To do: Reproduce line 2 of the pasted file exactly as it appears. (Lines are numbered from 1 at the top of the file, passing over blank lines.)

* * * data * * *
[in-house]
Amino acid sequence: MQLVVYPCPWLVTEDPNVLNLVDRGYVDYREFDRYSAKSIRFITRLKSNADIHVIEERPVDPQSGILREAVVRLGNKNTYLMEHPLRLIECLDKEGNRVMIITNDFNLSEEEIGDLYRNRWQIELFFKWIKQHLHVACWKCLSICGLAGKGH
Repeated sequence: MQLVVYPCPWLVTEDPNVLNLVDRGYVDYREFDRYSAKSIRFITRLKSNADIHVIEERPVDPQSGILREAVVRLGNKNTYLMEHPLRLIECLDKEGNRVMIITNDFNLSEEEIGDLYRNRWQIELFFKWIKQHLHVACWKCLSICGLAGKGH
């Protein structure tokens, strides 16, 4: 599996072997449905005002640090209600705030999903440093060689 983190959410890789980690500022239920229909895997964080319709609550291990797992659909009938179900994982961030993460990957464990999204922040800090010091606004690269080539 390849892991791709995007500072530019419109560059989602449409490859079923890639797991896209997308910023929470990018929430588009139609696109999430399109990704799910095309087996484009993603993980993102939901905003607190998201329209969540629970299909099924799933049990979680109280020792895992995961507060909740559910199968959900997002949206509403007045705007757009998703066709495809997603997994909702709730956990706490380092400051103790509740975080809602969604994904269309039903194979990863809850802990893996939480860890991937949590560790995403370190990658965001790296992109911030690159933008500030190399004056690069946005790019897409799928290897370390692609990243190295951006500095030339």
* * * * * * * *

Amino acid sequence: MQLVVYPCPWLVTEDPNVLNLVDRGYVDYREFDRYSAKSIRFITRLKSNADIHVIEERPVDPQSGILREAVVRLGNKNTYLMEHPLRLIECLDKEGNRVMIITNDFNLSEEEIGDLYRNRWQIELFFKWIKQHLHVACWKCLSICGLAGKGH